Felicis’ Aydin Senkut and Guideline’s Kevin Busque on the value of simple pitch decks

Even though Kevin Busque is a co-founder of TaskRabbit, he didn’t get the response he was hoping for the first time he pitched his new venture to Felicis Ventures’ Aydin Senkut. Nonetheless, he said the outcome was one of the best things that could have happened.

“I’m kind of glad that he didn’t invest at the time because it really forced me to take a hard look at what we were doing and really enabled us to become Guideline,” said Busque. “That seed round was an absolute slog. I think I spent seven or eight months trying to raise a round for a product that didn’t exist, going purely on vision.”

Eventually, that idea evolved into Guideline, which describes itself as “a full-service, full-stack 401(k) plan” for small businesses. Eventually, Senkut did write a check — Felicis led Guideline’s $15 million Series B round. Today, Guideline has more than 16,000 businesses across 60+ cities, with more than $3.2 billion in assets under management. The company has raised nearly $140 million.

This week on Extra Crunch Live, Busque and Senkut discussed Guideline’s Series B pitch deck — which Senkut described as a “role model” — and how they built trust over time.

The duo also offered candid, actionable feedback on pitch decks that were submitted by Extra Crunch Live audience members. (By the way, you can submit your pitch deck to be featured on a future episode using this link right here.)

We’ve included highlights below as well as the full video of our conversation.

We record new episodes of Extra Crunch Live each Wednesday at 12 p.m. PST/3 p.m. EST/8 p.m. GMT. Check out the February schedule here.

Episode breakdown:

  • How they met: 1:30
  • Building trust: 11:30
  • Inside Guideline’s Series B deck: 16:00
  • Pitch deck teardown: 33:00

How they met

Senkut and Busque met nearly a decade ago, when Busque was still at TaskRabbit. Several years later, Busque launched out on his own and went fundraising for his original idea. Even though he got a no from Senkut, it wasn’t an easy decision.

Looking back, Senkut said he had much more freedom to follow his instincts while angel investing.

“As an institutional fund with LPs, we were feeling the pressure of checking all the checkmarks,” explained Senkut. “It’s amazing how, sometimes, being more structured or analytical actually does not always lead you to make better decisions.”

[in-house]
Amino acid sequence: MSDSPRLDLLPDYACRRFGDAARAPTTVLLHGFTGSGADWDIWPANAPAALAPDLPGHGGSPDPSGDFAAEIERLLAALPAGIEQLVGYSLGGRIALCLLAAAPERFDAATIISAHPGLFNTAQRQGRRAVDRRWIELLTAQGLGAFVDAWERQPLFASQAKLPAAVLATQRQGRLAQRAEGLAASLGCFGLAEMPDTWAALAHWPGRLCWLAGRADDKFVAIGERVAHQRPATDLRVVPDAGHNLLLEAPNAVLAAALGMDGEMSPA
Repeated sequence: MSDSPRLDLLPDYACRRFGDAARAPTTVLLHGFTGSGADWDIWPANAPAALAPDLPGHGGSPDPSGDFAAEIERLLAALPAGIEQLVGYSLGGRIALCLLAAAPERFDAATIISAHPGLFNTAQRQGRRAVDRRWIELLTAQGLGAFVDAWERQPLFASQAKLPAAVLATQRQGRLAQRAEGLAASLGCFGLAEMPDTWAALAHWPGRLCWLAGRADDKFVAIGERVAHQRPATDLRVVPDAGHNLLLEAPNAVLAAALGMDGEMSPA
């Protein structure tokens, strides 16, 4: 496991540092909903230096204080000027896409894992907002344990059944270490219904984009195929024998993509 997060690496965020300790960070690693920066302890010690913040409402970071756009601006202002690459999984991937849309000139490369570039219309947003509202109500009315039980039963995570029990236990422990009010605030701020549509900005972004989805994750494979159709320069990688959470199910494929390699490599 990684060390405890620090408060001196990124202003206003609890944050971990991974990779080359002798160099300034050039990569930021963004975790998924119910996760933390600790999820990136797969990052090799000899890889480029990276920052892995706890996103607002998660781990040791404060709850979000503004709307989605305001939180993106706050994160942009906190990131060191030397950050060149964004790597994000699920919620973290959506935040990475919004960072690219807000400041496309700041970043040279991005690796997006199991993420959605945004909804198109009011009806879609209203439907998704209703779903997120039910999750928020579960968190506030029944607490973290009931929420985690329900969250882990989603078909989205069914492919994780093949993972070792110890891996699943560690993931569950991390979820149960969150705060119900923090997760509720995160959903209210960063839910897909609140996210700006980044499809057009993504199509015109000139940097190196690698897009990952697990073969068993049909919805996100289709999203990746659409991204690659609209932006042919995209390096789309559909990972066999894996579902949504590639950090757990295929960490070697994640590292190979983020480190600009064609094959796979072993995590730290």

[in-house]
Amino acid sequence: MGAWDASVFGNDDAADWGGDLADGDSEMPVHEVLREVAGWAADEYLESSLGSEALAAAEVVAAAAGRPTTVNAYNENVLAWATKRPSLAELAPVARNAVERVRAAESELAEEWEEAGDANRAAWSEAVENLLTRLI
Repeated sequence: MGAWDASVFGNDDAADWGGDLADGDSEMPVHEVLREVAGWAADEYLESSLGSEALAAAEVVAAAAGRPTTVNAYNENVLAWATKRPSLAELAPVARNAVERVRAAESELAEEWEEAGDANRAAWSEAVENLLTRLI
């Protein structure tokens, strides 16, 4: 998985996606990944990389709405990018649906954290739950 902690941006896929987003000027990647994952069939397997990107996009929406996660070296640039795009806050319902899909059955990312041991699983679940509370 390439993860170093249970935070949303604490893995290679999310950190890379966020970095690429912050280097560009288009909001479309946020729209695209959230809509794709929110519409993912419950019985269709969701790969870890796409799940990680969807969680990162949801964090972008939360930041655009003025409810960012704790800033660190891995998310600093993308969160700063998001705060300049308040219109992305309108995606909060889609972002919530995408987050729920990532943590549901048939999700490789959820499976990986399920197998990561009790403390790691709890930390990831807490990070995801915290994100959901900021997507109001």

When Busque came back around after the pivot, looking to raise a Series B, Senkut called it a “no-brainer,” particularly because of the type of CEO Busque is.

“My opinion of Kevin as a person is that he’s an excellent wartime CEO, but also he’s a product visionary,” said Senkut. “We call them ‘missionary CEOs.’ There are mercenary CEOs who can extract every ounce of dollar from a rock, but we are gravitating much more toward CEOs like Kevin who are focused on product first. People who have a really acute vision of what the problem is, and. a very specific vision for how to solve that problem and ultimately turn it into a long-term scalable and successful company.”

Busque said he was drawn to Senkut based on his level of conviction, explaining that Senkut doesn’t always have to go by the book.

“If he wants to write a check because the founder is great or the product is great, he does it,” said Busque. “It’s not necessarily that he has to see a certain metric or growth pattern.”

Building trust

Obviously, years of staying connected and communicating (and not just about Guideline) laid the foundation for building a relationship. Busque said the honesty in their conversations, including Senkut’s initial rejection, lended itself greatly to the trust they have.

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